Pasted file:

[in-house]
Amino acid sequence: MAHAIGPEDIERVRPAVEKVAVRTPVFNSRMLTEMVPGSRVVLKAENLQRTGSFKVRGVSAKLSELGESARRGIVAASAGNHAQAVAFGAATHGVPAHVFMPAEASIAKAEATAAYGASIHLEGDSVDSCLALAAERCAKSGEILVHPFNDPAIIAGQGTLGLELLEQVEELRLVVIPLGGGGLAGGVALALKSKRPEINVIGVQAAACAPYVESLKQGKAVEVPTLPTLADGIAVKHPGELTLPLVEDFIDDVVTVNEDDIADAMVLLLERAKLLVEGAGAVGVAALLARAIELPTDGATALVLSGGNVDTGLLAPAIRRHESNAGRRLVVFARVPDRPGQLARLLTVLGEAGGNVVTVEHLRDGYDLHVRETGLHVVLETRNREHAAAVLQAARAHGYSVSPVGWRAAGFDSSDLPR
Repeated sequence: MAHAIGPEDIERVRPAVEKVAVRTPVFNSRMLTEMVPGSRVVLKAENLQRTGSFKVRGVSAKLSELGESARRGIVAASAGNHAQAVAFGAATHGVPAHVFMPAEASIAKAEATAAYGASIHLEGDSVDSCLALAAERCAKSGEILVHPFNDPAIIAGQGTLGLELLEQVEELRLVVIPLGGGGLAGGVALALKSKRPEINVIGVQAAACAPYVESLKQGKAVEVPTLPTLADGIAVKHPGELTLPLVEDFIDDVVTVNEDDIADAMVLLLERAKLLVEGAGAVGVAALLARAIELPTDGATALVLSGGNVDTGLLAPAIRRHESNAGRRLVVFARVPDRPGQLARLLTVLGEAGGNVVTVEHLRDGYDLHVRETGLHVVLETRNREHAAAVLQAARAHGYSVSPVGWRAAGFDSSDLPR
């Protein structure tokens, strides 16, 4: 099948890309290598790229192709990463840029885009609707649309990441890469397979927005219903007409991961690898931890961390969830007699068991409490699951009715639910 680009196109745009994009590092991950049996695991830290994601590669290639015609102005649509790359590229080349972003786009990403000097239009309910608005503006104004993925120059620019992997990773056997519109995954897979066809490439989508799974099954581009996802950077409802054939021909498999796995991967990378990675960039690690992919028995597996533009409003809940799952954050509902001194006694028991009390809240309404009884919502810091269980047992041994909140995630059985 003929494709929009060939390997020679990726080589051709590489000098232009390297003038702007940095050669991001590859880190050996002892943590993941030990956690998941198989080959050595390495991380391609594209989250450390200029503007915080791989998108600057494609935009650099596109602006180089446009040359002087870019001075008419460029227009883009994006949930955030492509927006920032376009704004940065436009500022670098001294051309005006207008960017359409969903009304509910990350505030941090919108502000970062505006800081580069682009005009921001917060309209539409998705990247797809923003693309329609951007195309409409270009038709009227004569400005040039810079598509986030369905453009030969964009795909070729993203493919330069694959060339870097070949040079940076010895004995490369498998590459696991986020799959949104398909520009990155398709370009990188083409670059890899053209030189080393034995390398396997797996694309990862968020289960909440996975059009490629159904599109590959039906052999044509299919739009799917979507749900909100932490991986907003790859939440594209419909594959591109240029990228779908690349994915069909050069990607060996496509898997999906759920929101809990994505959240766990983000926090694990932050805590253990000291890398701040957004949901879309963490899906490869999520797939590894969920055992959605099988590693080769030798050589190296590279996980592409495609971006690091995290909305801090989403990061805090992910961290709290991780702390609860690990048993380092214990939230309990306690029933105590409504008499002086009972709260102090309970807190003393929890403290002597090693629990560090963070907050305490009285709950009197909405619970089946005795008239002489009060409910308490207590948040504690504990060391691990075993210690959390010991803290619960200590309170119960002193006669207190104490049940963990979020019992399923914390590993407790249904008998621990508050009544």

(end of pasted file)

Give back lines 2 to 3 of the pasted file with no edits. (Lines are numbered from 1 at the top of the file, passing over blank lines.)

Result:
Amino acid sequence: MAHAIGPEDIERVRPAVEKVAVRTPVFNSRMLTEMVPGSRVVLKAENLQRTGSFKVRGVSAKLSELGESARRGIVAASAGNHAQAVAFGAATHGVPAHVFMPAEASIAKAEATAAYGASIHLEGDSVDSCLALAAERCAKSGEILVHPFNDPAIIAGQGTLGLELLEQVEELRLVVIPLGGGGLAGGVALALKSKRPEINVIGVQAAACAPYVESLKQGKAVEVPTLPTLADGIAVKHPGELTLPLVEDFIDDVVTVNEDDIADAMVLLLERAKLLVEGAGAVGVAALLARAIELPTDGATALVLSGGNVDTGLLAPAIRRHESNAGRRLVVFARVPDRPGQLARLLTVLGEAGGNVVTVEHLRDGYDLHVRETGLHVVLETRNREHAAAVLQAARAHGYSVSPVGWRAAGFDSSDLPR
Repeated sequence: MAHAIGPEDIERVRPAVEKVAVRTPVFNSRMLTEMVPGSRVVLKAENLQRTGSFKVRGVSAKLSELGESARRGIVAASAGNHAQAVAFGAATHGVPAHVFMPAEASIAKAEATAAYGASIHLEGDSVDSCLALAAERCAKSGEILVHPFNDPAIIAGQGTLGLELLEQVEELRLVVIPLGGGGLAGGVALALKSKRPEINVIGVQAAACAPYVESLKQGKAVEVPTLPTLADGIAVKHPGELTLPLVEDFIDDVVTVNEDDIADAMVLLLERAKLLVEGAGAVGVAALLARAIELPTDGATALVLSGGNVDTGLLAPAIRRHESNAGRRLVVFARVPDRPGQLARLLTVLGEAGGNVVTVEHLRDGYDLHVRETGLHVVLETRNREHAAAVLQAARAHGYSVSPVGWRAAGFDSSDLPR